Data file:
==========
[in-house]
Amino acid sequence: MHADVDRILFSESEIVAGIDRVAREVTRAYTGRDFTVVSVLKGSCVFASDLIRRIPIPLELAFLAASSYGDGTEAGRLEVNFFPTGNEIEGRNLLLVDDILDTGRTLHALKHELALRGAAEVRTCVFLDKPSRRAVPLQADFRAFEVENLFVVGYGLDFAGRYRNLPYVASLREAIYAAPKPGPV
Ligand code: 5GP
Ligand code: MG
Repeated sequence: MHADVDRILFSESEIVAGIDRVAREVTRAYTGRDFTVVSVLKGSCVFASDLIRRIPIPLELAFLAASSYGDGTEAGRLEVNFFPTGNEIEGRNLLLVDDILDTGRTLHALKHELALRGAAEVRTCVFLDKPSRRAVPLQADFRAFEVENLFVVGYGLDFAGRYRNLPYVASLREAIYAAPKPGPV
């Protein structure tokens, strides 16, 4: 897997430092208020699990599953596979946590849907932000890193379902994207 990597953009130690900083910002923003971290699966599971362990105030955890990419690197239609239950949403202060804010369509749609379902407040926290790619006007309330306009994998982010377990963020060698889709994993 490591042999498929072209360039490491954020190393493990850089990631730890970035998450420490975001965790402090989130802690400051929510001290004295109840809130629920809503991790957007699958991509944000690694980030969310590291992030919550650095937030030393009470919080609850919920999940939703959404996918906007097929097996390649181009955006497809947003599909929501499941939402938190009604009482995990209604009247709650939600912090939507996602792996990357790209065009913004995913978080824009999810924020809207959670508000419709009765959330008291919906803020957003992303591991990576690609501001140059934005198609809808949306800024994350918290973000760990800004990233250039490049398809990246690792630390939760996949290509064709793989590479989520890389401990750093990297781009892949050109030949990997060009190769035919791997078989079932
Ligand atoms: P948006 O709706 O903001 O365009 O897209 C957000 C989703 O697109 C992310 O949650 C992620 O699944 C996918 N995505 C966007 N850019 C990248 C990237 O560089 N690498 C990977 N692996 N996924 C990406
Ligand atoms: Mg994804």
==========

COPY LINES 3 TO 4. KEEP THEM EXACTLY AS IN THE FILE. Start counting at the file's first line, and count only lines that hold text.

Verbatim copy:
Ligand code: 5GP
Ligand code: MG